Friday, July 25, 2008

TLC Turnabout

I took myself to a local Spa and splurged on a facial . . . the "Signature Facial"--a full 60 minutes of bliss that began with champagne mimosas, fresh fruit, candelight, aromatherapy, and classical music. Then moved on to a warm misting machine, heated towels, countless scented potions, massage, cucumber mask, and a finale of four-hundred butterflies dancing Swan Lake on my face (okay, I don't know if it was really butterflies because my eyes were covered by cucumber slices--but it felt like the brush of butterfly wings. And because I'm a fiction writer, I get to embellish). Let me tell you, this whole experience was wonderful. Before you start thinkin' boy oh boy is she spoiled, must be nice, lah de dah, let me explain that this Spa indulgence was a very rare thing. I've had maybe two other facials in my whole life. Maybe . . . less than 6 massages. (And one of those was technically physical therapy after I broke my neck. Not much glamour there. And not a single dancing butterfly.)

Because, of course, as a nurse my goal was to provide TLC for other people. Back rubs, warmed blankets, lemon-freshened mouth swabs, cool compresses to feverish foreheads . . . hand holding, quiet listening. And, on occasion, whispered prayers. The fact is, I've always been far more comfortable on the giving side than the receiving side . . . but turnabout is a good thing. Besides, I was rewarding myself for hitting the home stretch in completing revisions on my debut Christian novel, CRITICAL CARE. Reading, tweaking, clarifying, adding some new scenes (filled with medical drama and grab-a-hankie emotion), and incorporating wonderful input from my editors. Trust me, sitting hunched in front of the computer for hours on end will put a few knots in your neck . . . and bags under your eyes! So a Spa escape was just what the author ordered.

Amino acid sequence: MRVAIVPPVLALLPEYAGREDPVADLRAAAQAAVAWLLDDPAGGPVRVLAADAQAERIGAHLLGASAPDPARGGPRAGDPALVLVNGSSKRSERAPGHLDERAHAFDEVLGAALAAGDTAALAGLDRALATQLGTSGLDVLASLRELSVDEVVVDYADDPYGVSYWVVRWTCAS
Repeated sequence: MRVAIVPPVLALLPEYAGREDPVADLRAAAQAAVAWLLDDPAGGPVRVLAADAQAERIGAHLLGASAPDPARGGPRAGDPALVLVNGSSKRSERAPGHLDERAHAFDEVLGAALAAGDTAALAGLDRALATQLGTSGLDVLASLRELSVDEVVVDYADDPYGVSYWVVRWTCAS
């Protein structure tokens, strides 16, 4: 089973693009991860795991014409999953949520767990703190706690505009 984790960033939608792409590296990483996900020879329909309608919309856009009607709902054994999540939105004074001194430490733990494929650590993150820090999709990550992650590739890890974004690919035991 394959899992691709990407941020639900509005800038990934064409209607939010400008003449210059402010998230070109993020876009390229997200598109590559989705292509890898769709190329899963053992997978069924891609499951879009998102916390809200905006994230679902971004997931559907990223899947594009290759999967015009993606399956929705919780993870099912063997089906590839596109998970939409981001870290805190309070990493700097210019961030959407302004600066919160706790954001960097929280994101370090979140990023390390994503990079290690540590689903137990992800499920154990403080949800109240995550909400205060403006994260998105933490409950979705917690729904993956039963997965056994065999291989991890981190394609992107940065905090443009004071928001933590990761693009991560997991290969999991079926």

I'm still smiling when I think of my hour at the Spa, and the direct contrast of that elegant setting to a gritty hour in my former career as an ER nurse. Let's see:

Champagne vs. Hospital Coffee (aged 12 hours and served in Styrofoam)

Fresh Fruit vs. Leftover Halloween Candy (brought to work in . . . February) (and not half bad with the stale coffee)

Candlelight vs. Blinking Flourescent glare

Aroma Therapy vs. We Won't go There (how long can you hold your breath?)

Classical Music vs. Sirens, screams, shouted Dr.'s orders, cardiac monitor alarms

Warm Misting vs. sweaty scrubs

Scented Potions vs. Iodine, burn cream, rubbing alcohol, NeoSporin, Green Soap

Massage vs. a barely dodged right hook, reallllly sore feet, aching back

Dancing Butterflies vs. black widow spider in a jar, snake in a shoebox, and head lice . . . on heads

Uh, oh. Flashback, and . . . Hmmm. Three decades as an ER nurse? 3 facials?

Probably should have gone for the 90 minute Luxury Facial!

And now, how about your day? Uh huh . . . oh yeah . . . my goodness! Well, then that settles it:

Tune up the violins and get those butterflies into toe shoes: TLC for Everyone!


Mocha with Linda said...

Sounds delightful.

Your aroma therapy comparison made me laugh out loud. Oh, there are some smells that never leave the memory of a nurse!!

This was perfect timing after the week I've had with my mom. . . .and the phone conversation this morning when she gave me details about her OD on laxatives!

Soooo, you didn't have a pedicure with carp nibbling on your feet?!

CandaceCalvert said...

Omigosh, Linda--I saw the CARP PEDICURE clip and intended to include it in my blog post: unbeliveable HOOT!! Thank you for reminding me.

AND for the reminder that once a nurse ALWAYS a nurse. Even off duty. For goodness sake, WHY do people (sometimes complete strangers)feel comfortable telling us EVERYTHING? Or . . . um, SHOWING us everything? Once (this is the truth) I was at a very lah-de-dah charity event and when it was revealed (probably by sweet hubby) that I was a nurse, a woman immediately hiked up her very trendy silk tunic and showed me her gallbladder surgery scar! ;-)

My prayers continue for your sweet mother.